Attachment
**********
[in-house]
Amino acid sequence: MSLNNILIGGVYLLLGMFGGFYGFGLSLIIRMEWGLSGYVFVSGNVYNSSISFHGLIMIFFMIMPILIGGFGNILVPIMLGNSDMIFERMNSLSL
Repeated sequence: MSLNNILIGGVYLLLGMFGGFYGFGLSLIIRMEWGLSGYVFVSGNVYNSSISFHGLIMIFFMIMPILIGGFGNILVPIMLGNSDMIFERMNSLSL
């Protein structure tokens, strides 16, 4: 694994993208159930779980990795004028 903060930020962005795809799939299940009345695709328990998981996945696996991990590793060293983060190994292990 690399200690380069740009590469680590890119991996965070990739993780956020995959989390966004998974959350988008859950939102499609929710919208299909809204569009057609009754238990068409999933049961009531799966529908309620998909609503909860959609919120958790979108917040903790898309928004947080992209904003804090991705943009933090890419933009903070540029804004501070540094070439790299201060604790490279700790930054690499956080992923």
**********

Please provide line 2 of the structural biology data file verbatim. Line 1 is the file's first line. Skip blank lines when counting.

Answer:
Amino acid sequence: MSLNNILIGGVYLLLGMFGGFYGFGLSLIIRMEWGLSGYVFVSGNVYNSSISFHGLIMIFFMIMPILIGGFGNILVPIMLGNSDMIFERMNSLSL